I just can’t stop.
1. Induction materials
We’ve got one wiki page called “NewDeveloperInduction”, and on the day a new hire starts, they quickly learn that that page contains — or links to — all the basic information they’re going to need to know in their first week or two. We also have a policy that it’s the responsibility of any new person still on their probation (i.e first 3 months) to keep the induction pages up to date.
I mean this in quite a literal, physical sense. Years ago I left Australia to work in Canada, and though we didn’t have a wiki in the workplace there, we did have a shared webpage where all the expats maintained a list of information for new immigrants, including where to find the local public transit timetables, weather forecasts, tax information, and so forth. At my current job, we have a similar page for immigrants (with information on everything from radio stations to recommended banks), as well as one more focussed on the immediate geographical area around our office: car parking, places to get lunch, and so on.
Many wikis have plugins for polls/votes among users, but even if yours doesn’t, you can do it informally by saying “I think X. Who agrees/disagrees?” and letting people add their names to either list. We do it the informal way, and it works pretty well for us.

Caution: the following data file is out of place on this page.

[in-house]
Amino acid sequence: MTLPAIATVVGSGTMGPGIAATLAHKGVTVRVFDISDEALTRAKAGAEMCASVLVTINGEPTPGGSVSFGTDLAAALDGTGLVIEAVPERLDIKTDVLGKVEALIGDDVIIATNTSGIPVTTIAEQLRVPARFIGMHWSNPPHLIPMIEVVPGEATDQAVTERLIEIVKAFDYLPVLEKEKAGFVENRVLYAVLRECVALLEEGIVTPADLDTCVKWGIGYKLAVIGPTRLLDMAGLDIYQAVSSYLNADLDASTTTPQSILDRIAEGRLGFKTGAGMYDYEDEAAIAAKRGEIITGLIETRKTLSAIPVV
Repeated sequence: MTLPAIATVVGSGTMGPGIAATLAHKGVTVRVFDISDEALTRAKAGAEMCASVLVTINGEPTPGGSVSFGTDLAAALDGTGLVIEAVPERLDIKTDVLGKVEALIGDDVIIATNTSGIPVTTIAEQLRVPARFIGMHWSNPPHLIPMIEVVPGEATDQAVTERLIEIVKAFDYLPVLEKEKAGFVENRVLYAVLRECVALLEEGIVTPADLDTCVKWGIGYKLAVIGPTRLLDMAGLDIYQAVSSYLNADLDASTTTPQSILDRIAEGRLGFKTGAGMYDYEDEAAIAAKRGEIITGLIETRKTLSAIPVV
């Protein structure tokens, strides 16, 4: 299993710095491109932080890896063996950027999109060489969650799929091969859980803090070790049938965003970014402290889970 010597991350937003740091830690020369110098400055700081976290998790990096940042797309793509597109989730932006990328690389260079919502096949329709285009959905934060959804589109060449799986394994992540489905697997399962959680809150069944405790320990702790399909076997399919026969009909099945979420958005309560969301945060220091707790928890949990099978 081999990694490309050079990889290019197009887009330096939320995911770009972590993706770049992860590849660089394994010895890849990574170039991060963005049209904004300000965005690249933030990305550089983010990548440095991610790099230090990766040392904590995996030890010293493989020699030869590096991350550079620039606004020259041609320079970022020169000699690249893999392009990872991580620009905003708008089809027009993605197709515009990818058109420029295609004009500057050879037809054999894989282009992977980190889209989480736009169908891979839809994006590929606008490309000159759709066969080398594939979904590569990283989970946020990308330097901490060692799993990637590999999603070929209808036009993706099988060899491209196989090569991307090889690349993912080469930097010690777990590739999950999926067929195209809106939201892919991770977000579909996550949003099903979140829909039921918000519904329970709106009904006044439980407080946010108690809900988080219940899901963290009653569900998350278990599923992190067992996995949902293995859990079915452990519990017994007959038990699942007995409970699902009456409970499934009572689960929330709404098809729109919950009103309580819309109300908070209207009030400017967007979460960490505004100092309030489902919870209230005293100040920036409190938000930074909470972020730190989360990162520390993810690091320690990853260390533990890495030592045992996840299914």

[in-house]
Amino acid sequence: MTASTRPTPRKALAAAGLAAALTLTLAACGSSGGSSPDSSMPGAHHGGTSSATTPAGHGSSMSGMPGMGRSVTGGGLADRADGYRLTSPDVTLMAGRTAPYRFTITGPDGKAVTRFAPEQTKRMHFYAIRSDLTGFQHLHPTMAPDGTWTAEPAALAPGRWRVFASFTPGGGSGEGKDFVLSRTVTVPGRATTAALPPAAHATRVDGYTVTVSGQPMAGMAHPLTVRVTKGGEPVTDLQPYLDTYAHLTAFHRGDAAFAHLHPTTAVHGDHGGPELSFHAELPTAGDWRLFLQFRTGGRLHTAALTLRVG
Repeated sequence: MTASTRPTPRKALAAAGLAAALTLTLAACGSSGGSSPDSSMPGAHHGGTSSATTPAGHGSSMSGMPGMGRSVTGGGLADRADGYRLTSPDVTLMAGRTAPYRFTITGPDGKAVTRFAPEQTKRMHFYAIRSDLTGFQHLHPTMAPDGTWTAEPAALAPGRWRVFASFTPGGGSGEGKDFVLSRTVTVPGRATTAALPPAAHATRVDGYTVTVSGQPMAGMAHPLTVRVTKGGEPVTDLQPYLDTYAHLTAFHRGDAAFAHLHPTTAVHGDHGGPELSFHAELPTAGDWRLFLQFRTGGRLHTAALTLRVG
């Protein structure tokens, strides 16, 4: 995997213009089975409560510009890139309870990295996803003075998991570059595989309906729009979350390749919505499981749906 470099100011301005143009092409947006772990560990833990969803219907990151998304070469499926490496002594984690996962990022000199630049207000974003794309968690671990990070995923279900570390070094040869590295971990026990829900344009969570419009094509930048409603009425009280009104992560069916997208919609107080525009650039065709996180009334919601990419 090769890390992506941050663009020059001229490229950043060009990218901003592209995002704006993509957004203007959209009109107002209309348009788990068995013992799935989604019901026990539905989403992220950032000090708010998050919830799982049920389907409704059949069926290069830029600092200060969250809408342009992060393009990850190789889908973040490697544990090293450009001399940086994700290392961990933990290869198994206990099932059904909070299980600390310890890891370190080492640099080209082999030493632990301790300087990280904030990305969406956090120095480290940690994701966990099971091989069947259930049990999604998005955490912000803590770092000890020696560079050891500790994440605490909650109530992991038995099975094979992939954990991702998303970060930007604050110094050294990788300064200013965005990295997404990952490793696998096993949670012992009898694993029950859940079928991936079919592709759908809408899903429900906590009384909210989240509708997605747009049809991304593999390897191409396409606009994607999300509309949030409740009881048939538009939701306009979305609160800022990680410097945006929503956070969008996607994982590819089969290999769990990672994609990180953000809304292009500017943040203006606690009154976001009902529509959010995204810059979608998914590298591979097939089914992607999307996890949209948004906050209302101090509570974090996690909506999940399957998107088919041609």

4. Soliciting help
Traditionally, if you didn’t know how to use something you’d either interrupt someone to ask them, or send round an email asking whether anyone could help you out. At my current work, we have a series of wiki pages called “FooTips” for various values of Foo, eg. “Linux”, “Perl”, etc. If you’re wondering how to achieve some particular thing and don’t really want to interrupt anyone, just add your question to the “Tips wanted” at the bottom of the page, and someone will probably pick it up via RecentChanges and answer it.
5. Professional development